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They look really beautiful, these soil encrusted orbs which glow a brilliant amber where the papery outside layer has been removed.  Now we just need to store them properly in order to keep them as long as possible into the autumn – that’s if we can resist making a meal from them.

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One of my favourite onion recipes is Pasta with Lemon and Onion.  Simply saute an onion (any kind will do, ordinary, white or red) in some olive oil and a knob of butter until soft.  You can pop a couple of sprigs of thyme in to impart its flavour if you like.  Add in the zest of a lemon, season with salt and pepper.  Remove the thyme sprig before tipping into your drained pasta.  Loosen it up a little with some extra virgin olive oil, squeeze in lemon juice to taste, and add a good handful of finely chopped parsley.  Eat with a sprinkling of Parmesan.  We had this for tea last night and it is just so homely – like a big hug.  Perfect for people suffering from swine flu or other flu-like bugs!

It’s been a while since I posted any pictures of my newly acquired allotment.  I feel that we’ve done quite well with our plot, considering that we only get down there occasionally.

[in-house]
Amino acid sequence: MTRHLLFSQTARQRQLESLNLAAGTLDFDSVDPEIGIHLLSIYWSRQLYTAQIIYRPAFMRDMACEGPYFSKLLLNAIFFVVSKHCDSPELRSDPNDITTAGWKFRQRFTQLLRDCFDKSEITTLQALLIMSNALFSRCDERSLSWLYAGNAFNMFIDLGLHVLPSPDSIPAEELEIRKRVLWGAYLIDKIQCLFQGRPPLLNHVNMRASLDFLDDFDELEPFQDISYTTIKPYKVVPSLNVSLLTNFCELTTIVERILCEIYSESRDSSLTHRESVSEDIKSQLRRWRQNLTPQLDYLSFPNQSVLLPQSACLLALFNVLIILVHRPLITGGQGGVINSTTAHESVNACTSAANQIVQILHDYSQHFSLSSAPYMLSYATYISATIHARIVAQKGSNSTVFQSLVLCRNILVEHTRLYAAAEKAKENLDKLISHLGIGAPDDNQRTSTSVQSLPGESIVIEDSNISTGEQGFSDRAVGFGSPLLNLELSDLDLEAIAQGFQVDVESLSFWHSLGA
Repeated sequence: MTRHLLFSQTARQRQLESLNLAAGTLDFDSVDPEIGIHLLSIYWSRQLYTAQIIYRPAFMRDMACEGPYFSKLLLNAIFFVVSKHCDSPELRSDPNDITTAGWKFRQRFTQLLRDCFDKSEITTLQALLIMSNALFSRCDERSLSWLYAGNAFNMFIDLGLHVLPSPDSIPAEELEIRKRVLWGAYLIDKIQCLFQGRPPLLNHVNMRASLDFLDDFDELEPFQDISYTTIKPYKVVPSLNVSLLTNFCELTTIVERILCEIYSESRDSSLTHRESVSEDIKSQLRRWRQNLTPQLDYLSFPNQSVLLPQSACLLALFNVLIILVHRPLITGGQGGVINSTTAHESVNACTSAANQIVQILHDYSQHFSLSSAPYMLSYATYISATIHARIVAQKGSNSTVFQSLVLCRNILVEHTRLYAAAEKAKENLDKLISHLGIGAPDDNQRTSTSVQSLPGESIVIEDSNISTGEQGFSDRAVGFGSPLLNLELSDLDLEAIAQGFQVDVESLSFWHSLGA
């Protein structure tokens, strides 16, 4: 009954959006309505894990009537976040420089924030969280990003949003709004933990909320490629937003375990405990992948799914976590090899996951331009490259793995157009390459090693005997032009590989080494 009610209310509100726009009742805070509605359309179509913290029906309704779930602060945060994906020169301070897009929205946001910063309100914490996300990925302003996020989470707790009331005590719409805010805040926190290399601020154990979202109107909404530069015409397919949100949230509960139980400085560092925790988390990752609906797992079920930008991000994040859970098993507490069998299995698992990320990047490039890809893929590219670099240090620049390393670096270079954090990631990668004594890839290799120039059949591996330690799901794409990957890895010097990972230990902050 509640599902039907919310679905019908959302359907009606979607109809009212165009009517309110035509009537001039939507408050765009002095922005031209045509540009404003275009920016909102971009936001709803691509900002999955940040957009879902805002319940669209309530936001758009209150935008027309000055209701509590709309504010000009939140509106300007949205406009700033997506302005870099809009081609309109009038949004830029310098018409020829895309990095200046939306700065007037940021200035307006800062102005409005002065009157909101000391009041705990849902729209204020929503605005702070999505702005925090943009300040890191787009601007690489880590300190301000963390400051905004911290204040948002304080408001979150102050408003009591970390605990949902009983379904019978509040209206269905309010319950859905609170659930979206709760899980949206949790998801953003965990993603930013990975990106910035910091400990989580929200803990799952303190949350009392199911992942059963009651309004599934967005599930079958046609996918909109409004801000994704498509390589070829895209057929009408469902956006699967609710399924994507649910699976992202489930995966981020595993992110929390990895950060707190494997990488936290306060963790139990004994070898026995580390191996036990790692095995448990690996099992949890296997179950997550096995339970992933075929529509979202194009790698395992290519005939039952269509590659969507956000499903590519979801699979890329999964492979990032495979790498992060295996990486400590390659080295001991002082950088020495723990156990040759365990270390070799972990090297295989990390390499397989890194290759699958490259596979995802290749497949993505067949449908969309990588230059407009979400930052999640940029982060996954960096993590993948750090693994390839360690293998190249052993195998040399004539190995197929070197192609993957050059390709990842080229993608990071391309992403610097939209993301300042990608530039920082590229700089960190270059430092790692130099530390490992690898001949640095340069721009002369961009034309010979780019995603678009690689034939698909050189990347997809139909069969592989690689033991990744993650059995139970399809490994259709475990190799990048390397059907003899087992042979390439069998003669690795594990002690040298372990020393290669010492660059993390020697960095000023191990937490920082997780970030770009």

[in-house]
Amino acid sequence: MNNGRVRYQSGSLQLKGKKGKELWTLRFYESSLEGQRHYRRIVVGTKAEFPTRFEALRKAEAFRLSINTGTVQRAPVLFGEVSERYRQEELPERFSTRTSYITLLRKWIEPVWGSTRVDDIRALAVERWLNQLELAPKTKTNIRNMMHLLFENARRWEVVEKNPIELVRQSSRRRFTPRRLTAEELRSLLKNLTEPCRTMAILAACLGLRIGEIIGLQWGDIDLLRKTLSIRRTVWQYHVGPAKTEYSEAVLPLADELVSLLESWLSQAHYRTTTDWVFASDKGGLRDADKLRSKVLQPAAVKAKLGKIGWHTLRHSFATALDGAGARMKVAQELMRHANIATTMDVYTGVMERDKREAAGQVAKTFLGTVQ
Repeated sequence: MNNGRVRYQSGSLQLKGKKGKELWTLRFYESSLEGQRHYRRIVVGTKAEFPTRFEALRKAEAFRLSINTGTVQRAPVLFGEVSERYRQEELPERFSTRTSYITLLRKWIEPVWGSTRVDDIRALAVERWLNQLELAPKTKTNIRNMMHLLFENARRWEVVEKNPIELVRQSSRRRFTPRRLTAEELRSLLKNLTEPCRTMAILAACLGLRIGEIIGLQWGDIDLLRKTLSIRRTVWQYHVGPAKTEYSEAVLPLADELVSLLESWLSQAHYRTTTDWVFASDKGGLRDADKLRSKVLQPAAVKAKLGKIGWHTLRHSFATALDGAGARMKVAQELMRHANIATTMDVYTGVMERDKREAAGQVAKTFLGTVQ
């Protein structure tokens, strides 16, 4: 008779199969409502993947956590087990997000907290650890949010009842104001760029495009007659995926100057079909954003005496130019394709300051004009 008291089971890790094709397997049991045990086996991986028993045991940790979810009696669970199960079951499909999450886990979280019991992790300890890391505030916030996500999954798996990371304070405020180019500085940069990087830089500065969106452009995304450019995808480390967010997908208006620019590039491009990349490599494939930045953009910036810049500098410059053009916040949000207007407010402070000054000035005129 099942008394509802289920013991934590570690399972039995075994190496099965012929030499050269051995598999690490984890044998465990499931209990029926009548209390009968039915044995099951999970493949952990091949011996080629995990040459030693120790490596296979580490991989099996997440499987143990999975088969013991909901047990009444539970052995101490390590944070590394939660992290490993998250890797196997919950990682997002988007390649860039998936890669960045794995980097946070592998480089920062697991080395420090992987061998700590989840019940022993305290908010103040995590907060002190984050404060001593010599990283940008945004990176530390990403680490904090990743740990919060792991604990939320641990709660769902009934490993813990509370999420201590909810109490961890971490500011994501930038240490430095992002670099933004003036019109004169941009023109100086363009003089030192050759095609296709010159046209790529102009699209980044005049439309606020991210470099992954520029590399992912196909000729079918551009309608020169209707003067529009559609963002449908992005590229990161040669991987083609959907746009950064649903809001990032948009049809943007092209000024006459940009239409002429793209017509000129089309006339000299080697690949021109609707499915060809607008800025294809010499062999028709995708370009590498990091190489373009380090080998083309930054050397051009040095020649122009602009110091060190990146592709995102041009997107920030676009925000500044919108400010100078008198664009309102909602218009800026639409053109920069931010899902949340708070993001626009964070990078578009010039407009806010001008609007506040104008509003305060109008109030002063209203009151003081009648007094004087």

This photo was taken almost a month ago – we had just finished planting five large beds of potatoes! 

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With N out playing cricket, I made a trip down there on Sunday and ended up there for about 3 hours.  The garlic, onions and shallots seem to be doing well. 

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The shallots have started to split, which is quite exciting for someone who’s never grown onions or shallots before:

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I planted some Cosmos that I have grown from seedlings, which had probably spent a couple of weeks too many in their tiny pods, so we shall have to wait and see how they fare on the allotment.  I also managed to plant out some Purple Sprouting Broccoli plants that I bought at least a month ago and have been hanging on to as it said to plant them out in May.